Legal action challenges new parking fees at Northstar California Resort


CRYSTAL BAY, Nevada – Two season pass holders at a Lake Tahoe area ski resort have filed a lawsuit against the resort owner for new parking fees they say were unfairly imposed.

Officials at the Northstar California Resort near Truckee, Calif., Announced in October that they would begin charging a fee for the first time this season at a large parking lot near the premium parking area where a fee was already in place. .

Steven Kroll, a Crystal Bay attorney, and fellow resident Ronald Code filed a lawsuit in Nevada District Court in December alleging fraud and breach of contract against Colorado-based resort owner Vail Resorts, according to the Tahoe Daily Tribune.

They say they had already purchased their season passes when the new policy was announced, so they shouldn’t be subject to the fees retroactively.

“I was surprised because everyone must have been finding out after purchasing my Northstar pass that one of the main attractions was no longer there,” said Kroll, 79.

“I think people can change the rules ahead of time, they can’t do it in retrospect,” he said. He is particularly upset that the resort does not have a refund policy for season ticket holders to get their money back.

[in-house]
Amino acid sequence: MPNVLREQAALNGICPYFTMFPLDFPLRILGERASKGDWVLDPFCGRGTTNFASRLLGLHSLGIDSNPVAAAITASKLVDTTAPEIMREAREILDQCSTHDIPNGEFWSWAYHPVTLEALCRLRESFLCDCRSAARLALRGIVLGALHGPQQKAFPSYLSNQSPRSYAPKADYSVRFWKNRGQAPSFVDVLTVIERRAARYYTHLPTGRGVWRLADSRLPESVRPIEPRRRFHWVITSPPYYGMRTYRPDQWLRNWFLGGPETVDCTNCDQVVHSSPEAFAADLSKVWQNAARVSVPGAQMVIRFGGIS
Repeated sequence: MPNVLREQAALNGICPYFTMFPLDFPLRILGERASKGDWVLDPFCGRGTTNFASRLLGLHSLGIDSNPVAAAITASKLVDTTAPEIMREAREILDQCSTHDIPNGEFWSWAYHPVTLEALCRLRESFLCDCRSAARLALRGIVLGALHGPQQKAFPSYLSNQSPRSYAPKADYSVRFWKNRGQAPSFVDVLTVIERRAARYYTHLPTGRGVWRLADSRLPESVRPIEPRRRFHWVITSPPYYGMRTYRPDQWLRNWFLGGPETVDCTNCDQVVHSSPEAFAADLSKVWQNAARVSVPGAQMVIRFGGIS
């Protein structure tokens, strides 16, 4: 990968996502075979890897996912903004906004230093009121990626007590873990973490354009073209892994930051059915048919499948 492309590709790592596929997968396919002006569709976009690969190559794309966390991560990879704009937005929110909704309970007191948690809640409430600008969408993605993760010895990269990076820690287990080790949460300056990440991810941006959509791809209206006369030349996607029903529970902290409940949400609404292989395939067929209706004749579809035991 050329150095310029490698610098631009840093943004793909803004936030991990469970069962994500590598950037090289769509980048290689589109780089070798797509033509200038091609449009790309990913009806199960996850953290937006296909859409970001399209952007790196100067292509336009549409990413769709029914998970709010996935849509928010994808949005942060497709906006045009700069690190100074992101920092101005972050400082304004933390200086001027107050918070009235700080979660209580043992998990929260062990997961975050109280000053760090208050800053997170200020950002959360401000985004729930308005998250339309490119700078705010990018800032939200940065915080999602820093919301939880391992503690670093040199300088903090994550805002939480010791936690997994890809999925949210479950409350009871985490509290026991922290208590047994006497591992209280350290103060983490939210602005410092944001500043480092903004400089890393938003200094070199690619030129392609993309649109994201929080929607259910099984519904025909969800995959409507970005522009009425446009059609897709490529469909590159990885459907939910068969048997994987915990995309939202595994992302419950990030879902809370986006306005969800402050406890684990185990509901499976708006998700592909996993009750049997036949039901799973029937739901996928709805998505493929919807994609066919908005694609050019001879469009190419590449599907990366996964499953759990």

Newly established parking fees on the Village View lot are $ 10 per day Monday through Friday and $ 20 on weekends and holidays.

Free parking remains further out on the grounds of Castle Peak, where guests board a shuttle bus that takes them to the village.

Officials at the resort said they were not commenting on pending litigation. They championed the fees earlier as a way to help reduce traffic jams closer to the ski slopes.

“Our priority is to provide the best possible experience for our customers and their families,” said Deirdra Walsh, vice president and general manager of NorthStar, in a press release in October.

“Through a conscious decision to control our parking resources, we plan to significantly reduce traffic on Northstar Drive, which will ultimately improve our parking and transportation experience for customers,” she said.

Kroll wrote in the lawsuit filed on Dec. 6 that if he and Code used their passes to the max, six days a week, they would pay an additional $ 2,000 for parking alone.

He said parking at the free Castle Peak lot would increase waiting time in inclement weather and the danger of having to navigate “long slotted steel stairs in heavy, awkward ski boots while wearing their boots. skis and all other equipment “.

He asked that Vail be required to “specifically fulfill its obligation to provide complainants with free parking at the Home Run parking lot for the 2019-20 ski season.”

“If I win, it will give everyone back their rights, not just me,” Kroll said.

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